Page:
There is a physiological reason for what your guitarist is doing. When one listens to a certain high volume for a certain length of time (which varies from person to person), one's ears appear to adjust to that volume making it sound lower than it really is.

    This phenomenon results in a "volume creep" in which one soon turns up the volume until it happens again, then they turn up again, etc. until sound levels that would be killer to someone just walking into the room are reached but are hardly noticed by the person who has been there a long time.

    Many bands are guilty of this even in rehearsals. The band starts out at a comfortable sound level, but sooner or later, one turns up the volume a notch, so the others have to and the volume creep begins to augment higher and higher with each cycle.

    I'm guilty of this with my own car radio, for example. I start out my journey, but within minutes decide the radio needs to go higher, then higher...the longer the journey. I reach my destination, leave the car, shop or whatever, return to the car, hit the "Play" button and nearly blow my ears off. Why? Because while out of the car, my ears readjusted. When I get back in...I can hardly believe I was able to stand the radio or tape player that loud. I turn it down, but within minutes, I turn it up and so on.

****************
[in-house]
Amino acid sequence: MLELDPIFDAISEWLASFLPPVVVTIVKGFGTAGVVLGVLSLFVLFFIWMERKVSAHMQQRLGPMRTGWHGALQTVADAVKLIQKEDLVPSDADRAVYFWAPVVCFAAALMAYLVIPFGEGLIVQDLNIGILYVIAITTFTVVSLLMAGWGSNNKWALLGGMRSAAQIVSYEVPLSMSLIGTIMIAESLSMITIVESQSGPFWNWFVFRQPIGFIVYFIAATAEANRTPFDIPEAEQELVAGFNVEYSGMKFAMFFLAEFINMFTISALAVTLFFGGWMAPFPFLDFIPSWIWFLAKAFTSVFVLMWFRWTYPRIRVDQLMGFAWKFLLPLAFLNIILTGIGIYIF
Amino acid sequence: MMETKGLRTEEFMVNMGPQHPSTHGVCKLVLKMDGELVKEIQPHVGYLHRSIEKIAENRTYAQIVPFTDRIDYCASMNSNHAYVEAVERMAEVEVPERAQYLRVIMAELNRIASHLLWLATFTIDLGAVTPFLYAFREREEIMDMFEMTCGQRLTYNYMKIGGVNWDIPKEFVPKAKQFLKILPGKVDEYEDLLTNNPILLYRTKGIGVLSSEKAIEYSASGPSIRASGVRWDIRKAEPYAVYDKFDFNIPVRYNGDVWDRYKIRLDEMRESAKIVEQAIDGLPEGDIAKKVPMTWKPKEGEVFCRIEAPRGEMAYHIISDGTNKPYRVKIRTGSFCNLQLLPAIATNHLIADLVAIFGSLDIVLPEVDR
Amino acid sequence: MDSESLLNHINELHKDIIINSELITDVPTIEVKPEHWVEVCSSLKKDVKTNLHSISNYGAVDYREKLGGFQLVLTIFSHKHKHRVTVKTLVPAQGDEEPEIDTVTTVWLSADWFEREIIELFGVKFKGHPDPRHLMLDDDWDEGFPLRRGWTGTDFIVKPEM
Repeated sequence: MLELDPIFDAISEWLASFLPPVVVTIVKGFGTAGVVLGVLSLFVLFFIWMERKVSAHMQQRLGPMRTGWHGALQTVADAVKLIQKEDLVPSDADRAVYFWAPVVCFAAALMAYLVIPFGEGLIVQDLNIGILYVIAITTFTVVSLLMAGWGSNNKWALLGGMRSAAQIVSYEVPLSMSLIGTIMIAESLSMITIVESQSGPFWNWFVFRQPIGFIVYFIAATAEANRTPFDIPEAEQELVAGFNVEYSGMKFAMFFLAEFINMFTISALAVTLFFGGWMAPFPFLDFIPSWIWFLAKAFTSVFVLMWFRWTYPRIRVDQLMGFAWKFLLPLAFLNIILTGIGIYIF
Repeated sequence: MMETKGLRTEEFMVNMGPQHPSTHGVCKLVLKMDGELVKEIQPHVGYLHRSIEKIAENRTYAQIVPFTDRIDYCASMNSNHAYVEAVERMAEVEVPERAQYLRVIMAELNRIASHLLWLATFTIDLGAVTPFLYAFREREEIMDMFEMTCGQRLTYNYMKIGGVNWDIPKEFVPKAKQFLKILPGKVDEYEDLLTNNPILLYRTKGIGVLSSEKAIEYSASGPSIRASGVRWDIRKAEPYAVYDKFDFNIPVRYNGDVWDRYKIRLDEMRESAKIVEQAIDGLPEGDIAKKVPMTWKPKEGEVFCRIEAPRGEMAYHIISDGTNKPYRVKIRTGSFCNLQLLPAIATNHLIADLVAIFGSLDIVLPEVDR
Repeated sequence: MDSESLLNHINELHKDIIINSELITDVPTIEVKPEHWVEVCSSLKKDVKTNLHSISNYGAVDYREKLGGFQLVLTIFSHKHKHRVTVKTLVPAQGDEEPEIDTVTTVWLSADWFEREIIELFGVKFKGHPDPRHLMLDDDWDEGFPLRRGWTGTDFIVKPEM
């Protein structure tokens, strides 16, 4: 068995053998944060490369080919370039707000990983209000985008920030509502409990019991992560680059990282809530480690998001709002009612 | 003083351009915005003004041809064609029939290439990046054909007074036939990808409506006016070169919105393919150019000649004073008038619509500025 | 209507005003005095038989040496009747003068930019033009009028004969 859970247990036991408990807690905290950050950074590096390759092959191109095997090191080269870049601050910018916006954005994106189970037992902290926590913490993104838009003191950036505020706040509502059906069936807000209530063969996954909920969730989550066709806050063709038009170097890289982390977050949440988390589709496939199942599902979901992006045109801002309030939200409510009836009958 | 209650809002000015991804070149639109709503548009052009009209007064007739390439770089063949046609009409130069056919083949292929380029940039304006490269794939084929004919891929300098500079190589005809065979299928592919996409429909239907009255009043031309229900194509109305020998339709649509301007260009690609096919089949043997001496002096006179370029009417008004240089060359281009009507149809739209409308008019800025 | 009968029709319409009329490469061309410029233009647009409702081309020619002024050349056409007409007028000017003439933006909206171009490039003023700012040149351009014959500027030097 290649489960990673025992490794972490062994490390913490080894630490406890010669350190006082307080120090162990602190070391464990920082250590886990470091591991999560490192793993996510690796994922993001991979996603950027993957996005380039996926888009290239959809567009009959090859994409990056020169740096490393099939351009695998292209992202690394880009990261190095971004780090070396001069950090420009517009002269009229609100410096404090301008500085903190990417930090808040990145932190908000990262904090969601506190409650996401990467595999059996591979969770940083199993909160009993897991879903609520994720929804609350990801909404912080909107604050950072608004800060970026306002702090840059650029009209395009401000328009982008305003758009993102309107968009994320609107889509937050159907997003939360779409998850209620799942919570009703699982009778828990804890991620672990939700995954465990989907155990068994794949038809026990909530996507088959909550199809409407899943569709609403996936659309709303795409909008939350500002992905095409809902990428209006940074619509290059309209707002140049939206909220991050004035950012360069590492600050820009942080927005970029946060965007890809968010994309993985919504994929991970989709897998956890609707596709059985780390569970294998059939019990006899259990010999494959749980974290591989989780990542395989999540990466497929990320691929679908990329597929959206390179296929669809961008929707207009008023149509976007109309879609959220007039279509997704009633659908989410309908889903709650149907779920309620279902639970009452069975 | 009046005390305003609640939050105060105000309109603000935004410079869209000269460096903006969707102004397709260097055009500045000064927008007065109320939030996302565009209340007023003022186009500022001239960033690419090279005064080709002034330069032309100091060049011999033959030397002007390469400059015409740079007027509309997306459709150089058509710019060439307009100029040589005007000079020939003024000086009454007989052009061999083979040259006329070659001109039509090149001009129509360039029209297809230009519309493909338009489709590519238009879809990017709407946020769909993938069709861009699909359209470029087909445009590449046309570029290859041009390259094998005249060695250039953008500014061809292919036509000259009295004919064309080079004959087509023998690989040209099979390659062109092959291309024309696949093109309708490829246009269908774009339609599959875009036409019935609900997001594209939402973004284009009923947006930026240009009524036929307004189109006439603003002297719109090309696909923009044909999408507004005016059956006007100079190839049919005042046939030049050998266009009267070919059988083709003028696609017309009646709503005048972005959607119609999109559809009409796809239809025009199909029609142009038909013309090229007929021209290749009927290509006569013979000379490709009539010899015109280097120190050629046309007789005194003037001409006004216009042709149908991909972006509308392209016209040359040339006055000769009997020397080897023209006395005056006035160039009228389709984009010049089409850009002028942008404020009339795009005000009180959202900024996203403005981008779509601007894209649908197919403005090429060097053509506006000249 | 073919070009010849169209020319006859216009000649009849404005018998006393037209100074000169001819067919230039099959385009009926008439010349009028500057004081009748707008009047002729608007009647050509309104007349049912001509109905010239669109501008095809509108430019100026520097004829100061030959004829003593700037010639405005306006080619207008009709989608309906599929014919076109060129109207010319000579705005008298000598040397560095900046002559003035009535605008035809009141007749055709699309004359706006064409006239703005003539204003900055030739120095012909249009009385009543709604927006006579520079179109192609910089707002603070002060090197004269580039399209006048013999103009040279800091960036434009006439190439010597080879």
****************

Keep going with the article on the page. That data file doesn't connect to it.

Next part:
My ears have taken a beating over the years and I NEED high volumes to even hear very well--a sure fire sign of diminished hearing capacity, but I am fifty-seven years old. Your guitarist may have already suffered some capacity himself--having damaged his ears from playing at high volumes, so now he needs to turn up ever higher to the extent it is painful to his bandmates.

    Talk to him about this habit of his and tell him how it is hurting your ears. Hearing is one of the musician's most valuable tools, yet a tool that can be permanently damaged. Tell your guitarist Jason Oldsted's ears ring twenty-four/seven and NEVER stop ringing. Tell him there is not now a known cure for that interminable ringing.